CHIDEYA: Do you ever or did your father ever regret the price your family had to pay?
Mr. BRIGGS: Well, no, because he knew that he made the right decision. Personally, I didn't think that he knew all this stuff was going to happen to him. I'm quite sure he didn't want to leave his mother and his parents in South Carolina nor leave his family in South Carolina, but that was the price that he paid. And, you know, we moved around quite a bit in a short distance of time.
CHIDEYA: Joseph Elliott, your grandfather is the late Roderick Miles Elliott of Briggs v. Elliott. Tell me a little bit about him and about his status in the community.
Mr. ELLIOTT: Well, he was a prominent figure and a white figure in Summerton. And he was chairman of the board of one of the, I think, 26 districts in Clarendon County. And he entertained the same opinions of almost all of the white Southerners of his day. He's the product of the societally imposed mindset and I think that controlled his thinking. He did what was expected of him as chairman of the board.
CHIDEYA: When you have heard your family history passed down, what kind of impact did it make on you family, specifically, and perhaps other members of the while community to have to really consider what this meant in terms of potential integration?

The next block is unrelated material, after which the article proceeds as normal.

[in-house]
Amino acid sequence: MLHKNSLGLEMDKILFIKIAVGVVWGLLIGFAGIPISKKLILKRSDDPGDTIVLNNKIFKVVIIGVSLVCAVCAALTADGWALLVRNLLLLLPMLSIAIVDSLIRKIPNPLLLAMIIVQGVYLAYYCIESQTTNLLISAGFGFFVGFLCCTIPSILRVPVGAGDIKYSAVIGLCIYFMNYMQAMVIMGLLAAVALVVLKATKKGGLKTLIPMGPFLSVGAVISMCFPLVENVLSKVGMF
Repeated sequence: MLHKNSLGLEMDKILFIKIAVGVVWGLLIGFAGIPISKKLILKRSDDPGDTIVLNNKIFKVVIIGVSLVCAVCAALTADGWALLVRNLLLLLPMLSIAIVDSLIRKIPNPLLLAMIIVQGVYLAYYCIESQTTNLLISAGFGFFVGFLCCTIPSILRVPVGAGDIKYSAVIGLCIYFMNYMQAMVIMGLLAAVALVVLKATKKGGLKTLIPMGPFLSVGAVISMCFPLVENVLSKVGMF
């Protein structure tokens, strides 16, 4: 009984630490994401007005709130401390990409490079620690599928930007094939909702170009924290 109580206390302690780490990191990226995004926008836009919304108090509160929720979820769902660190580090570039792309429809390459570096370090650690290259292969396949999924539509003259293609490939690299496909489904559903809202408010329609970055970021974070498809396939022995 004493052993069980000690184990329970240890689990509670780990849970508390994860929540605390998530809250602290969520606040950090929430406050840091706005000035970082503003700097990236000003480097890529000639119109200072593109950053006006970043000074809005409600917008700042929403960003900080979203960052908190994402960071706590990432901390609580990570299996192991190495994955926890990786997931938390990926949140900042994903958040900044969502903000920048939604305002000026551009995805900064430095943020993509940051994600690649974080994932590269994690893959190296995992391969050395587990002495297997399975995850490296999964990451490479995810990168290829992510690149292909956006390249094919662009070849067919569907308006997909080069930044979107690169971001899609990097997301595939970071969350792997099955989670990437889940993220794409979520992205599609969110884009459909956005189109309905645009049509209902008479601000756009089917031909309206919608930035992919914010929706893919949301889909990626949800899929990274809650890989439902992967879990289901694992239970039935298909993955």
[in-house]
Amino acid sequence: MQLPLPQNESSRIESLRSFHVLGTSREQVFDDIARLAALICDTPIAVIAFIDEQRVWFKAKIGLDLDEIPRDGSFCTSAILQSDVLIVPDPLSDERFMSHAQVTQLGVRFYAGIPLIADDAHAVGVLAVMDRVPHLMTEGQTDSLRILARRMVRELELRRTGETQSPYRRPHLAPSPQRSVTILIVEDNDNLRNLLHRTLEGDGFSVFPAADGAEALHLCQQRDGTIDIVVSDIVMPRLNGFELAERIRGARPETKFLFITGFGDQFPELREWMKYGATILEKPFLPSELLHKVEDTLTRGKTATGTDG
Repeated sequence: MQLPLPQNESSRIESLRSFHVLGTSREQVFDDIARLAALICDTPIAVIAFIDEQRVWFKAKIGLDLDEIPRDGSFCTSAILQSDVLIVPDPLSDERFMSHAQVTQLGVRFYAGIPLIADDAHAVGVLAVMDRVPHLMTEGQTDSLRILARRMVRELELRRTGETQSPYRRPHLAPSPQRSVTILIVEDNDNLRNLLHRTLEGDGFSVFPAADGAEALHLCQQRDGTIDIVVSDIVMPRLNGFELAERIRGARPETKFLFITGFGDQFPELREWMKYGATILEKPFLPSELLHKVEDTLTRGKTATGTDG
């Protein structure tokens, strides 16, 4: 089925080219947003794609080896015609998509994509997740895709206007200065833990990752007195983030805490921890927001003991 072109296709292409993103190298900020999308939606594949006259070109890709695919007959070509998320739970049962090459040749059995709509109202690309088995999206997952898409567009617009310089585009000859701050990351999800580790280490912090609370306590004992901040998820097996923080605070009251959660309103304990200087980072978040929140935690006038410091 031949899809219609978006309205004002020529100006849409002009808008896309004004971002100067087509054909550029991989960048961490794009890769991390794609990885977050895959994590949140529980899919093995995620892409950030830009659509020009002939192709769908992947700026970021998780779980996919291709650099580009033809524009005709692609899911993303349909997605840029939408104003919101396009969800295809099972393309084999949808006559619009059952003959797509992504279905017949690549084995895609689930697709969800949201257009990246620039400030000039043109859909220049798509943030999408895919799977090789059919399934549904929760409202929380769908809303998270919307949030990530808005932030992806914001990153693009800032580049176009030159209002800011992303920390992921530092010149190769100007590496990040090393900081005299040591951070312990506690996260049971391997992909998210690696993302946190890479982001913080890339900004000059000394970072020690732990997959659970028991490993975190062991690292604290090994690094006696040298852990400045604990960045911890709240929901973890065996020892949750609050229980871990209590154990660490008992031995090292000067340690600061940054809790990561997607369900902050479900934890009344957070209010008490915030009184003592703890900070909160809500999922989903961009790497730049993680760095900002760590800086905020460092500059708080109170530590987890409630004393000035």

Mr. ELLIOTT: When I was growing up, I was - I was 14 when the decision was handed down, May 17, 1954. And I was, you know, most whites were just oblivious to the disparities there, and we were the proverbial blind in this. And I guess we were just conditioned that way. You know, we saw some individual cases where blacks were mistreated and, you know, we were sympathetic. And sometimes, we just couldn't understand it. But we got over that because it was just a way of life. And once again, I guess we were subtly conditioned to accept things the way they are and the way they were at the time.
CHIDEYA: Well, gentlemen, we are going to go to a quick break. I'm going to come back and talk with you more about the landmark case Briggs v. Elliott and about the desegregation of America's schools.
We're talking with Joseph Elliot, Joseph DeLaine and Nathaniel Briggs. We'll be right back.
Next on NEWS & NOTES, more about a landmark civil rights case and the lessons people learn from it. Plus, pro football gets ready for its biggest party of the year, woo-hoo(ph). I think there's a game in there somewhere, too. NPR's Tony Cox talks to the New York Times sportswriter Bill Rhoden about Sunday's Super Bowl.
You're listening to NEWS & NOTES from NPR News.
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CHIDEYA: I'm Farai Chideya and this is NEWS & NOTES.
We're continuing our look at a historic civil rights case - the final part of our series Great Expectations. The historic Brown v. Board case that ended legal segregation was actually made up of five different cases from across the country. One of those came out of South Carolina. It was called Briggs v. Elliott. Today, I'm speaking with people whose parents and grandparents were directly involved in that case.